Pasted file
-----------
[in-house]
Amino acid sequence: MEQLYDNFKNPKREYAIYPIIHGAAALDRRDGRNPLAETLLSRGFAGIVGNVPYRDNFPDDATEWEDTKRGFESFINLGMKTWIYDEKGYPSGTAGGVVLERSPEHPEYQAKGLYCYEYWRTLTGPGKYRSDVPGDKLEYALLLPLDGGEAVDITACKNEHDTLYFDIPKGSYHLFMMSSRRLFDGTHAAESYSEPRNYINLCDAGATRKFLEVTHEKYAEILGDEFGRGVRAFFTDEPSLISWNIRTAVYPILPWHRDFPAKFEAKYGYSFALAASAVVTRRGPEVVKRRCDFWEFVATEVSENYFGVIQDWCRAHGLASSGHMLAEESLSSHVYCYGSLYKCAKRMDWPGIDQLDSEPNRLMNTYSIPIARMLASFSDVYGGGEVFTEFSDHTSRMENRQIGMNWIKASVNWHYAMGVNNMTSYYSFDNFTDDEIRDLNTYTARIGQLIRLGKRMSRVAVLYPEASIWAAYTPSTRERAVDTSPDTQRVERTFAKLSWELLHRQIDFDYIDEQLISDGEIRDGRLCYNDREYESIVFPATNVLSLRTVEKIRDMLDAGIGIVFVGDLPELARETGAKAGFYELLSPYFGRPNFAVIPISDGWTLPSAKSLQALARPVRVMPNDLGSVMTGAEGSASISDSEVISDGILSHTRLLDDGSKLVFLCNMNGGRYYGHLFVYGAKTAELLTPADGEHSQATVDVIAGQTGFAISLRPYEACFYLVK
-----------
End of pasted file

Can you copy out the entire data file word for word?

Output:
[in-house]
Amino acid sequence: MEQLYDNFKNPKREYAIYPIIHGAAALDRRDGRNPLAETLLSRGFAGIVGNVPYRDNFPDDATEWEDTKRGFESFINLGMKTWIYDEKGYPSGTAGGVVLERSPEHPEYQAKGLYCYEYWRTLTGPGKYRSDVPGDKLEYALLLPLDGGEAVDITACKNEHDTLYFDIPKGSYHLFMMSSRRLFDGTHAAESYSEPRNYINLCDAGATRKFLEVTHEKYAEILGDEFGRGVRAFFTDEPSLISWNIRTAVYPILPWHRDFPAKFEAKYGYSFALAASAVVTRRGPEVVKRRCDFWEFVATEVSENYFGVIQDWCRAHGLASSGHMLAEESLSSHVYCYGSLYKCAKRMDWPGIDQLDSEPNRLMNTYSIPIARMLASFSDVYGGGEVFTEFSDHTSRMENRQIGMNWIKASVNWHYAMGVNNMTSYYSFDNFTDDEIRDLNTYTARIGQLIRLGKRMSRVAVLYPEASIWAAYTPSTRERAVDTSPDTQRVERTFAKLSWELLHRQIDFDYIDEQLISDGEIRDGRLCYNDREYESIVFPATNVLSLRTVEKIRDMLDAGIGIVFVGDLPELARETGAKAGFYELLSPYFGRPNFAVIPISDGWTLPSAKSLQALARPVRVMPNDLGSVMTGAEGSASISDSEVISDGILSHTRLLDDGSKLVFLCNMNGGRYYGHLFVYGAKTAELLTPADGEHSQATVDVIAGQTGFAISLRPYEACFYLVK